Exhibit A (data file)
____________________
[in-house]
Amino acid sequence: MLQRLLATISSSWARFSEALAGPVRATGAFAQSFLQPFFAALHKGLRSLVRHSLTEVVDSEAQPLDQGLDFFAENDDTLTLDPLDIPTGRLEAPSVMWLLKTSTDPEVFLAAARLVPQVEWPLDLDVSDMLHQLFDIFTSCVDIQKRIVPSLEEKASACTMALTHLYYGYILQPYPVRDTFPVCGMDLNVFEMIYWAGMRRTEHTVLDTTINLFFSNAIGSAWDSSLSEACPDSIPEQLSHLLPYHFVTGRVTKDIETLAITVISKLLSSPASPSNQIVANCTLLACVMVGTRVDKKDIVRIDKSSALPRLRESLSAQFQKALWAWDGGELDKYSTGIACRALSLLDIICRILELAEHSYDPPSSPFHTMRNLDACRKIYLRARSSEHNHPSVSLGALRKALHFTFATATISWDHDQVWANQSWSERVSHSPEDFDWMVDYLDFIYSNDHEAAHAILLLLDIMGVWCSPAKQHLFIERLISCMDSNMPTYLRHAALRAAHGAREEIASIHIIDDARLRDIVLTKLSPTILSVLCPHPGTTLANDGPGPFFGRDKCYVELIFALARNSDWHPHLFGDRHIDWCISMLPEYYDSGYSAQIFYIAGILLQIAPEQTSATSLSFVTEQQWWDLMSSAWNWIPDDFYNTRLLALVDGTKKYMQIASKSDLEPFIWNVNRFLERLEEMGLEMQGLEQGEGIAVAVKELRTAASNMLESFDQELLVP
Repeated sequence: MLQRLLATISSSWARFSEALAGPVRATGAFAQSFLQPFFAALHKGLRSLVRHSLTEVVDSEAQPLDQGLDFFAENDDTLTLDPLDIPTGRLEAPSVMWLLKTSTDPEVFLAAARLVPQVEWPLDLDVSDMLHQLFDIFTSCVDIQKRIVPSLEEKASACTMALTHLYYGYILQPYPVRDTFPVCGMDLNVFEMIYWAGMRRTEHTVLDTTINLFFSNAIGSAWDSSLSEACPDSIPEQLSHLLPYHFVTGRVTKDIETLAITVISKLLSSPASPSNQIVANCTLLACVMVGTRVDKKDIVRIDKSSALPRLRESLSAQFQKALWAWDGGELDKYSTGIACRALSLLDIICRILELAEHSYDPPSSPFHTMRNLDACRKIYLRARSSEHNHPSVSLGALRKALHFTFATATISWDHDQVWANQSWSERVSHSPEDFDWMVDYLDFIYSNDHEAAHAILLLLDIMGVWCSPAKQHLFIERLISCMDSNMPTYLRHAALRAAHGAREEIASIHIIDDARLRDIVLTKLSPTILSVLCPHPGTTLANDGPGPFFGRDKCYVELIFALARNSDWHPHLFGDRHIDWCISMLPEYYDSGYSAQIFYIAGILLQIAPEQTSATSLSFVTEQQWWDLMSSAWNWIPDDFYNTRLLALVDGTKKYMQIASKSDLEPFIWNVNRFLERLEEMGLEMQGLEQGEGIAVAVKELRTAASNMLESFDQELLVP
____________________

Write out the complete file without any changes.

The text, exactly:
[in-house]
Amino acid sequence: MLQRLLATISSSWARFSEALAGPVRATGAFAQSFLQPFFAALHKGLRSLVRHSLTEVVDSEAQPLDQGLDFFAENDDTLTLDPLDIPTGRLEAPSVMWLLKTSTDPEVFLAAARLVPQVEWPLDLDVSDMLHQLFDIFTSCVDIQKRIVPSLEEKASACTMALTHLYYGYILQPYPVRDTFPVCGMDLNVFEMIYWAGMRRTEHTVLDTTINLFFSNAIGSAWDSSLSEACPDSIPEQLSHLLPYHFVTGRVTKDIETLAITVISKLLSSPASPSNQIVANCTLLACVMVGTRVDKKDIVRIDKSSALPRLRESLSAQFQKALWAWDGGELDKYSTGIACRALSLLDIICRILELAEHSYDPPSSPFHTMRNLDACRKIYLRARSSEHNHPSVSLGALRKALHFTFATATISWDHDQVWANQSWSERVSHSPEDFDWMVDYLDFIYSNDHEAAHAILLLLDIMGVWCSPAKQHLFIERLISCMDSNMPTYLRHAALRAAHGAREEIASIHIIDDARLRDIVLTKLSPTILSVLCPHPGTTLANDGPGPFFGRDKCYVELIFALARNSDWHPHLFGDRHIDWCISMLPEYYDSGYSAQIFYIAGILLQIAPEQTSATSLSFVTEQQWWDLMSSAWNWIPDDFYNTRLLALVDGTKKYMQIASKSDLEPFIWNVNRFLERLEEMGLEMQGLEQGEGIAVAVKELRTAASNMLESFDQELLVP
Repeated sequence: MLQRLLATISSSWARFSEALAGPVRATGAFAQSFLQPFFAALHKGLRSLVRHSLTEVVDSEAQPLDQGLDFFAENDDTLTLDPLDIPTGRLEAPSVMWLLKTSTDPEVFLAAARLVPQVEWPLDLDVSDMLHQLFDIFTSCVDIQKRIVPSLEEKASACTMALTHLYYGYILQPYPVRDTFPVCGMDLNVFEMIYWAGMRRTEHTVLDTTINLFFSNAIGSAWDSSLSEACPDSIPEQLSHLLPYHFVTGRVTKDIETLAITVISKLLSSPASPSNQIVANCTLLACVMVGTRVDKKDIVRIDKSSALPRLRESLSAQFQKALWAWDGGELDKYSTGIACRALSLLDIICRILELAEHSYDPPSSPFHTMRNLDACRKIYLRARSSEHNHPSVSLGALRKALHFTFATATISWDHDQVWANQSWSERVSHSPEDFDWMVDYLDFIYSNDHEAAHAILLLLDIMGVWCSPAKQHLFIERLISCMDSNMPTYLRHAALRAAHGAREEIASIHIIDDARLRDIVLTKLSPTILSVLCPHPGTTLANDGPGPFFGRDKCYVELIFALARNSDWHPHLFGDRHIDWCISMLPEYYDSGYSAQIFYIAGILLQIAPEQTSATSLSFVTEQQWWDLMSSAWNWIPDDFYNTRLLALVDGTKKYMQIASKSDLEPFIWNVNRFLERLEEMGLEMQGLEQGEGIAVAVKELRTAASNMLESFDQELLVP